The effect of satellite breakups over 72 years, as a function of the end-of-life re-orbiting altitude (0–2000 km), was analyzed in terms of fragment contribution to the object density in the geostationary orbit (GEO) ring, both in the short- and long-term. In the short-term, the explosions in GEO are the most detrimental for the GEO ring environment, though the average fragment density in the ring is never higher than 1/5 of the background, decreasing to less than 1/100 of the existing environment after 4 years (apart from a density rebound 5 decades later, due to luni-solar perturbations). Spacecraft end-of-life re-orbiting is a possible mitigation solution. But the re-orbiting altitude is critical if explosions continue to occur. In order to reduce the post-event average density by 1 order of magnitude with respect to an explosion occurring in GEO, more than 500 km of re-orbiting is needed. Concerning the long-term environmental impact, the re-orbiting strategy supported by Inter-Agency Space Debris Coordination Committee (IADC) seems adequate to guarantee, after 2–3 years, a long-term average density of fragments in the GEO ring of at least 2 orders of magnitude below the existing background. But at least 1000 km of re-orbiting are needed to stay below that threshold in the short-term too. In conclusion, the re-orbiting strategy recommended by IADC is totally adequate in the long-term, but only if satellite passivation is extensively carried out.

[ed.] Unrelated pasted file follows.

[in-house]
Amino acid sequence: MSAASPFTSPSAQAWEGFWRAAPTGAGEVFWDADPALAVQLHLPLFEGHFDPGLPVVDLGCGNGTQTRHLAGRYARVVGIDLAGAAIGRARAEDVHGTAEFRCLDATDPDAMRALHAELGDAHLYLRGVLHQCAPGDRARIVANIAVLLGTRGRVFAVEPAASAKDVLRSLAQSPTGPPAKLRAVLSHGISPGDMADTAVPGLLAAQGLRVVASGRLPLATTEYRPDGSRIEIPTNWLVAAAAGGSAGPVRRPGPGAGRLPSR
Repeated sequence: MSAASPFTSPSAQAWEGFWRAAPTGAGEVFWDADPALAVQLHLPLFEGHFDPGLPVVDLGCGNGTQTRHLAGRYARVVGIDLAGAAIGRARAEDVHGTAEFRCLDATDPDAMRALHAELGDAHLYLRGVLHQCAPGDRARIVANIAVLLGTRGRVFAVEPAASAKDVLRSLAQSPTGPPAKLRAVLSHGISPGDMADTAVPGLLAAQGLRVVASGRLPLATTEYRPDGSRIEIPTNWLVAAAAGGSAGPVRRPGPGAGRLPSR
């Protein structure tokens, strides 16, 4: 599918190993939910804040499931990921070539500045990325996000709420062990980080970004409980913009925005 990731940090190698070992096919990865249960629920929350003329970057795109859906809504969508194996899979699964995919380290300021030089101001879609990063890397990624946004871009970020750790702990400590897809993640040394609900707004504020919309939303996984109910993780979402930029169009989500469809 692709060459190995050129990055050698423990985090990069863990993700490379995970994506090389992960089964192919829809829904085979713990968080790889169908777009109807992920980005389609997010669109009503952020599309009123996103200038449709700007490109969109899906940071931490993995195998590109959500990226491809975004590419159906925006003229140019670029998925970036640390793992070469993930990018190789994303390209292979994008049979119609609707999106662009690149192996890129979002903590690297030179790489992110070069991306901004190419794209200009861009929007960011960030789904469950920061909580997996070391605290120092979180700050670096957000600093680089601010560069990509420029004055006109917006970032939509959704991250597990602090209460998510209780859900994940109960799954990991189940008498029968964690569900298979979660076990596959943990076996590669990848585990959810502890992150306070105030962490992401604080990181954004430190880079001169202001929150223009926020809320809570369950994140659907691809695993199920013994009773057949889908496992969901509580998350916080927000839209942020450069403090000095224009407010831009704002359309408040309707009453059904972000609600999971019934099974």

Space Debris – Springer Journals
Published: Sep 30, 2004
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